The earthquake that was female ordination in the Church of England is still producing aftershocks, decades after the first woman was ordained.
While it is settled that women can be ordained as deacons, priests
and bishops, what is now controversial is the appointment of a bishop
who does not believe in the ordination of women.
This is highlighted by
the case of Bishop Philip North, who has been appointed as Bishop of Sheffield, and who does not believe female ordination is possible.
Some people, such as Canon Giles Fraser, are annoyed about this, and want the appointment rescinded.
It is not easy for a Catholic such as myself to grasp what is at
On the face of it, Giles Fraser and those who take his
position are completely correct.
Given that the Church of England has
numerous female priests, how is it possible for Bishop North to preside
over a diocese which has female priests, where he, as bishop, will be
appointing them to parishes, while all the time believing they are in
There is a terrible contradiction here: he will be
sending persons he believes not to be ordained to carry out the function
of the ordained.
This seems not just wrong, but absurd.
However, the absurdity goes even further than this.
The Church of
England ordains women, but at the same time, Bishop North, who does not
recognise female ordination, is not a heretic in the eyes of his own
This is because, when the Church of England decided to ordain
female bishops, certain promises were made to opponents of the move.
There was talk of guaranteed “mutual flourishing” and “two
In other words, it is still possible to have two bishops
in the same church who believe diametrically opposed things about female
ordination. Or so the legislation promised. The trouble with that is,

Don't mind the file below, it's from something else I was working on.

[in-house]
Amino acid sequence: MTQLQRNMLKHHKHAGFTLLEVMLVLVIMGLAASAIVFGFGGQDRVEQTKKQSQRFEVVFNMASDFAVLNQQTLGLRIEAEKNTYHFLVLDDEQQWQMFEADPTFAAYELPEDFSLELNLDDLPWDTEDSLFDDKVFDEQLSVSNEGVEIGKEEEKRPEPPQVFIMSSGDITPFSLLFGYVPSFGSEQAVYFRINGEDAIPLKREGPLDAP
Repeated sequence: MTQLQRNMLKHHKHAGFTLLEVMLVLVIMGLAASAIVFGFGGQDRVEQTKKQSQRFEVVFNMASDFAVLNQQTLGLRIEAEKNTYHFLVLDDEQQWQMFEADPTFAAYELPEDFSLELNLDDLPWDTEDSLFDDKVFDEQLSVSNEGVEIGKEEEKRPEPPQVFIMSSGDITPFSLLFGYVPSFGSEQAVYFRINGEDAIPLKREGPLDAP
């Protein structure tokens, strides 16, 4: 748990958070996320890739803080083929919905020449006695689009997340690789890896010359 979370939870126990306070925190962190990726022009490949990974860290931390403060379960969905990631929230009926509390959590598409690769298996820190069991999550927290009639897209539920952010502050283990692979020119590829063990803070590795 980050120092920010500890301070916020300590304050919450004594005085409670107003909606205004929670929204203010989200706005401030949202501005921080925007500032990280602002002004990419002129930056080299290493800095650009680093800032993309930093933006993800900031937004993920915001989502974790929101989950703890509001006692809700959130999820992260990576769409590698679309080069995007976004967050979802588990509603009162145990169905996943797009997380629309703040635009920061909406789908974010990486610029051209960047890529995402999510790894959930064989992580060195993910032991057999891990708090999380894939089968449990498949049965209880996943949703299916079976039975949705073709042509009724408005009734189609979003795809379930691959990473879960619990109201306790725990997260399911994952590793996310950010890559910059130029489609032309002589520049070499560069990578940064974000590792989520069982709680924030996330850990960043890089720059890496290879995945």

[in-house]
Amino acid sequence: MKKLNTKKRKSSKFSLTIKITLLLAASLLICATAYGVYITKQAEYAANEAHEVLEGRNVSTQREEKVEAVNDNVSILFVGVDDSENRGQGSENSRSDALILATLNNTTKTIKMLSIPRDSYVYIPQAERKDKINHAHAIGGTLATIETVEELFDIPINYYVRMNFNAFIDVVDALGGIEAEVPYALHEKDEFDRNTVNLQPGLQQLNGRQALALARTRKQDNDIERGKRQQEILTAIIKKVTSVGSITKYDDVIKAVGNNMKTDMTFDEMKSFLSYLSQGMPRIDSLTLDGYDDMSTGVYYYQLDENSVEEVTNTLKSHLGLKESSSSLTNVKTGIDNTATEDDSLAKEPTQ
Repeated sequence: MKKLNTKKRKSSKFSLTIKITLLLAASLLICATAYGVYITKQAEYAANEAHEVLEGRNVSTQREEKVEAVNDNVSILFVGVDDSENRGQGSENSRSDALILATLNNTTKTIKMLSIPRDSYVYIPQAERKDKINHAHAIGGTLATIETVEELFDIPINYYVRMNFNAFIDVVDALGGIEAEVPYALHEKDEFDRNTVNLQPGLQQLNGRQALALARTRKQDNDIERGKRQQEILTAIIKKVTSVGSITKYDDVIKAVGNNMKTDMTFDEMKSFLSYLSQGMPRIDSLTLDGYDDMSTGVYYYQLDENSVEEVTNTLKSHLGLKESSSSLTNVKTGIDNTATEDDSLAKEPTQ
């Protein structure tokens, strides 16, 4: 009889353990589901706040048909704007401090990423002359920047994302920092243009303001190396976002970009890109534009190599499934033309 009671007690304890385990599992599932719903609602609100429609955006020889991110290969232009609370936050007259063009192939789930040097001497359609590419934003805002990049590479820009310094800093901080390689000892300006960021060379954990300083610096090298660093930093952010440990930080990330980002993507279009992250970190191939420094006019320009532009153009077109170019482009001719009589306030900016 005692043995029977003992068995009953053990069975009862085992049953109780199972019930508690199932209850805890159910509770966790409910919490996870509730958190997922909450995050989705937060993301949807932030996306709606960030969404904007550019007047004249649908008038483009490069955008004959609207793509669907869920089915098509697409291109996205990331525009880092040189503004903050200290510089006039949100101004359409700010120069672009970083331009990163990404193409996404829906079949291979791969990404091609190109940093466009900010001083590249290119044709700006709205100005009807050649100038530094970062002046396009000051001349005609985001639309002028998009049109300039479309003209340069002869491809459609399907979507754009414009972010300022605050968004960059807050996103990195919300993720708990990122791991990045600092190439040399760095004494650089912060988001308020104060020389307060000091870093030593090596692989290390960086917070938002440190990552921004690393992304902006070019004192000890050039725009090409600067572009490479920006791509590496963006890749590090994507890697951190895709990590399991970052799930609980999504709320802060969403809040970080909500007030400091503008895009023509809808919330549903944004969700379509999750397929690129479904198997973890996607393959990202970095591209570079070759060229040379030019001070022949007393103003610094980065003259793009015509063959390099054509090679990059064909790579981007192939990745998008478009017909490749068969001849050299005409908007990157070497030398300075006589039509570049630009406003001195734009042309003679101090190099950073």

whatever the legislation may say, it remains a theological
You can have two bishops believing opposite things about
female ordination – but they cannot be in the same church. They are, by
the very fact that they believe such different things, out of communion
with each other.
Still, it is sad for Bishop Philip North.
After all, his position,
not so very long ago, was the position of the whole Church of England.
Now, thanks to the radical break with tradition that female ordination
represents, he finds himself in not just a minority position, but in one
which is deeply antipathetic to the majority.
But the fact of the
matter remains: the Church of England has changed, and Bishop North has
been left behind by change, and those who have embraced the change feel
little sympathy for him. He has failed to keep up with the new doctrine;
and novelty is notoriously intolerant.
But what can anyone expect?
Once you could agree or disagree with
female ordination, as an Anglican. The opposition to Philip North’s
appointment to Sheffield shows that the promised tolerance has worn thin
over the intervening years.
If Philip North’s appointment is blocked,
then it will be a sign that there is no room for those who oppose the
ordination of women in the Anglican Church any more.
Even if it does go
ahead, the signs for the future for opponents of female ordination look
bleak: either this time, or at some future time, it will become a de
facto rule that all new bishops will have to approve of women priests.
That is the way the tide is flowing.
What are the implication for us Catholics?
Let’s not be smug about
this, but rather let us remember that Church unity is of the very
greatest importance, and that de facto schism is the one thing we should
most avoid. Unity, unity, unity!